A recent study seems to indicate that popular minimalist running shoes like Vibram FiveFingers, designed to encourage a barefoot running-style gait, are more likely to lead to bone injury. Now, a physician and natural running advocate says that the research is flawed -- and really just shows that runners need to transition from traditional sneakers to minimalist sneakers more carefully.
Researchers from Brigham Young University wanted to look at how transitioning to Vibram FiveFingers, a popular style of “minimalist” running shoe, affected injury rates in runners. Their work, published in February in the journal Medicine & Science in Sports & Exercise, used a small study involving 36 experienced recreational runners. Seventeen of the subjects ran in traditional running shoes for 10 weeks, while 19 gradually transitioned to Vibram FiveFingers shoes over a 10-week period.
Ten weeks later, MRIs revealed that 10 out of 19 of the runners in the group wearing Vibrams had increases in bone marrow edema -- excess fluid in the bone, which can lead to inflammation. Two of the runners in the Vibrams group suffered foot stress fractures. Meanwhile, just one of the 17 runners in the control group saw an increase in bone marrow edema.
However, Mark Cucuzzella, a professor of family medicine at the West Virginia University School of Medicine who's also a competitive runner and the owner of a store specializing in minimalist shoes, has a few problems with the study.
He points out that seven out of the 36 subjects did not fully document their training, which is a fairly high attrition rate for a small study. But his larger problem was with the transition program used in the study, which he says is out of date.
“In my opinion, no coach or advocate of minimalism would ever suggest a runner completely transition to FiveFingers in 10 weeks if coming out of a traditional shoe,” Cucuzzella said in an email. “For most who have years [of experience running only] in traditional shoes, it takes months, even years, to be able to do the majority of running in FiveFingers.”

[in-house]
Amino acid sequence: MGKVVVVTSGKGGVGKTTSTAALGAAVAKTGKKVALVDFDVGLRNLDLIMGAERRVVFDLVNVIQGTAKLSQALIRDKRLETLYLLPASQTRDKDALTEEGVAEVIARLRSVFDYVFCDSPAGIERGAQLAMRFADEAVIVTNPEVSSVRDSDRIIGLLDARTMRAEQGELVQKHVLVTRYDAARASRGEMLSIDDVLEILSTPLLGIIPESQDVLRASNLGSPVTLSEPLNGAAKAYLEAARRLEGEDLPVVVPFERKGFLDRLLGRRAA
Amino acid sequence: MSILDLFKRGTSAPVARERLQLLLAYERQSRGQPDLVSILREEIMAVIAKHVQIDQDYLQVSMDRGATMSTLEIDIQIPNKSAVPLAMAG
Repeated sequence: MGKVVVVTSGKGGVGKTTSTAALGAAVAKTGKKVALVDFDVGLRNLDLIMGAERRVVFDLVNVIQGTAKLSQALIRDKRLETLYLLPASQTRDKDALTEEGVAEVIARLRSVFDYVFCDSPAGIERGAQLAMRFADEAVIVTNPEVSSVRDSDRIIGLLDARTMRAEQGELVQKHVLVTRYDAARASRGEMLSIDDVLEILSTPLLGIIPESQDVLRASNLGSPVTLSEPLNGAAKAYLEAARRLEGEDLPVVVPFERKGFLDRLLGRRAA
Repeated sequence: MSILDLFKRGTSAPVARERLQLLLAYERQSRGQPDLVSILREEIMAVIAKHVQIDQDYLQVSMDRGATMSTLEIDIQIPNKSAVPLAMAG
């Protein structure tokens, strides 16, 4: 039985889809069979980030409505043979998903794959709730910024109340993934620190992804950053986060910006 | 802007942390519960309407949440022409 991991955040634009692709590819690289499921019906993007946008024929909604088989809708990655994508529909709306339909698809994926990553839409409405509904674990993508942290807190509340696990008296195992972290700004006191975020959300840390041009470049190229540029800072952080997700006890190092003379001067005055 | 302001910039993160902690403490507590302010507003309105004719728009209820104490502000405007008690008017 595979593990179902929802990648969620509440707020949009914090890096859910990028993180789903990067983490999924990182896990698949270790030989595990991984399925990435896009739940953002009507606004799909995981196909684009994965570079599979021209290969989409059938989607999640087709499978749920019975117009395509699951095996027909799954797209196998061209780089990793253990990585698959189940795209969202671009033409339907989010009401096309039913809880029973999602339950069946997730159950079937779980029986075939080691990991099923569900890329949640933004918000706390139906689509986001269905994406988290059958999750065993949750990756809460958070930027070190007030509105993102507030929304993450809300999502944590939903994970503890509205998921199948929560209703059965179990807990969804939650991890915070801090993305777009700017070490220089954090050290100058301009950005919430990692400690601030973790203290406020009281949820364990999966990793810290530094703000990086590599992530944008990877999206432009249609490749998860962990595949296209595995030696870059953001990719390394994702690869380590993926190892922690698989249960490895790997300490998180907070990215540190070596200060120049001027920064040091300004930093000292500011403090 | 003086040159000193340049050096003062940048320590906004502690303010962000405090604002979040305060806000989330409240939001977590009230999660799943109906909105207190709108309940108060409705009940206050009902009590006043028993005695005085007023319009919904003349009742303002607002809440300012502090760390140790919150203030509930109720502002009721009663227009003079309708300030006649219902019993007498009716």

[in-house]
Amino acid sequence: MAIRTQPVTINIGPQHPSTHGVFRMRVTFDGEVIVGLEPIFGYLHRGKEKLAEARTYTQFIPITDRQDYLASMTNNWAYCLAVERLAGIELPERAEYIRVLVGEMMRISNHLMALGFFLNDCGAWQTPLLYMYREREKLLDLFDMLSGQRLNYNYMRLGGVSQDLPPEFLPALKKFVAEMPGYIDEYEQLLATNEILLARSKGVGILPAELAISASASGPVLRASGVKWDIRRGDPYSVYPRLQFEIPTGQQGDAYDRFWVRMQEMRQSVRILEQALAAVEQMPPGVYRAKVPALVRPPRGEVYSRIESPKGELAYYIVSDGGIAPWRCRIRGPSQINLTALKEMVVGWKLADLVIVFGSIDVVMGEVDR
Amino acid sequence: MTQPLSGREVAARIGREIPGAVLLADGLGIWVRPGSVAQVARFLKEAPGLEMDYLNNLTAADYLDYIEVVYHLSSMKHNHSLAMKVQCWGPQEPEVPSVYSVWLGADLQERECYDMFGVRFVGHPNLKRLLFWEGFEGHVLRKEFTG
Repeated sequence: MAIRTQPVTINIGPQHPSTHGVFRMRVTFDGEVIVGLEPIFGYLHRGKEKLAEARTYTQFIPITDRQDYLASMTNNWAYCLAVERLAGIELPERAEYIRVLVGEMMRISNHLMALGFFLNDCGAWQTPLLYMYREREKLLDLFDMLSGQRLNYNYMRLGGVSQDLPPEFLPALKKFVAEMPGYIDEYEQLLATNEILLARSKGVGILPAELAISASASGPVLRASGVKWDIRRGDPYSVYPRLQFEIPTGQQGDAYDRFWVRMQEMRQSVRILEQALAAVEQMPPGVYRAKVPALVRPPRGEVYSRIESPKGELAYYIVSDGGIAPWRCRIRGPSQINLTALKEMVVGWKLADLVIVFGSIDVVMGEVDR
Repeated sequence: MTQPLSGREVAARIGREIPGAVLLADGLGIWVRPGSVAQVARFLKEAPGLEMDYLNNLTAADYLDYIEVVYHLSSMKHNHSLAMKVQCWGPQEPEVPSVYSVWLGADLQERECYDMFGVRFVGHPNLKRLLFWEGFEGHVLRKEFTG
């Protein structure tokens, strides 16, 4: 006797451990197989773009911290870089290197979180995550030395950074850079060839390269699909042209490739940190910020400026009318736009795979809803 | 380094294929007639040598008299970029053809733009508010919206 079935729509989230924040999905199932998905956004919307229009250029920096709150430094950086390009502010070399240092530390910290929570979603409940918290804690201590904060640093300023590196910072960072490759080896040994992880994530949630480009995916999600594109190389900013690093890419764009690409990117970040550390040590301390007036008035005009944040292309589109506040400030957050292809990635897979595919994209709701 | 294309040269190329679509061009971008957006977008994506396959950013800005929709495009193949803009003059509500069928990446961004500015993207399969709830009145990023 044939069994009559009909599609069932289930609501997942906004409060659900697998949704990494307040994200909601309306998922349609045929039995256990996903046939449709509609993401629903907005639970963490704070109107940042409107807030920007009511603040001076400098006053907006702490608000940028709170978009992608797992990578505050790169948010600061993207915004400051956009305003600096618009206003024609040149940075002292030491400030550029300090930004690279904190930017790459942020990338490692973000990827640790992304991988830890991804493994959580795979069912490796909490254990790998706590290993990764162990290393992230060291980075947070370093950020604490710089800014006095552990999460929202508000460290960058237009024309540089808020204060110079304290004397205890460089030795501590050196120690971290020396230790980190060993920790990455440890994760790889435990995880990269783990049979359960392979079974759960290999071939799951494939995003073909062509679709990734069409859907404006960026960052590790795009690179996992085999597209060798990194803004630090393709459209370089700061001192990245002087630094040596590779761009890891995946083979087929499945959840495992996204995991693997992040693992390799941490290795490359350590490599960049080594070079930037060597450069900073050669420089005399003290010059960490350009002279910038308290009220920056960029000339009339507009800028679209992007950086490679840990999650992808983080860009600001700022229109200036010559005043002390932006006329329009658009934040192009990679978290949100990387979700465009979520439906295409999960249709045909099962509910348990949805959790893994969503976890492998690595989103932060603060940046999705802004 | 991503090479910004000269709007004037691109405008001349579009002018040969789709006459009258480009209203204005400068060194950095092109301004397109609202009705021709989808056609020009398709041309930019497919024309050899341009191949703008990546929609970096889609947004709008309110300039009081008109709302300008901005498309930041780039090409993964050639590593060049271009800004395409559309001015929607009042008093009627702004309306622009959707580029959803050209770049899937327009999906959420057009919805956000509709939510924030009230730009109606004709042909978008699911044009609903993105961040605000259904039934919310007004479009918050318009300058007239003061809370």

The protocol the BYU researchers used dates from January 2011 and was recommended by Vibram at the time. The transition involves starting with short runs in Vibram shoes and gradually adding mileage. But since then, Vibram has updated its transition guide to include more barefoot training exercises that do not involve running, according to Cucuzzella. Vibram's recommended barefoot acclimatization program includes sensory exercises, walking and foot strengthening moves like heel raises, toe grips and toe spreads.
“If you ask a traditional shod runner to go straight into running in minimal footwear, without strengthening the muscles of the foot or addressing form, you are asking for an injury,” Cucuzzella said. “Traditional shoes with support and heel elevation can decondition the foot and promote muscle imbalance. The foot must be retrained and the protocol did nothing to assist foot retraining.”
The study's subjects also did not follow recommendations that they only increase their mileage by no more than 10 percent each week, Cucuzzella points out.
“Wearing Vibrams or any minimalist shoe is not the cause of injury,” Cucuzzella said. “It is the hurried transition out of traditional running shoes.”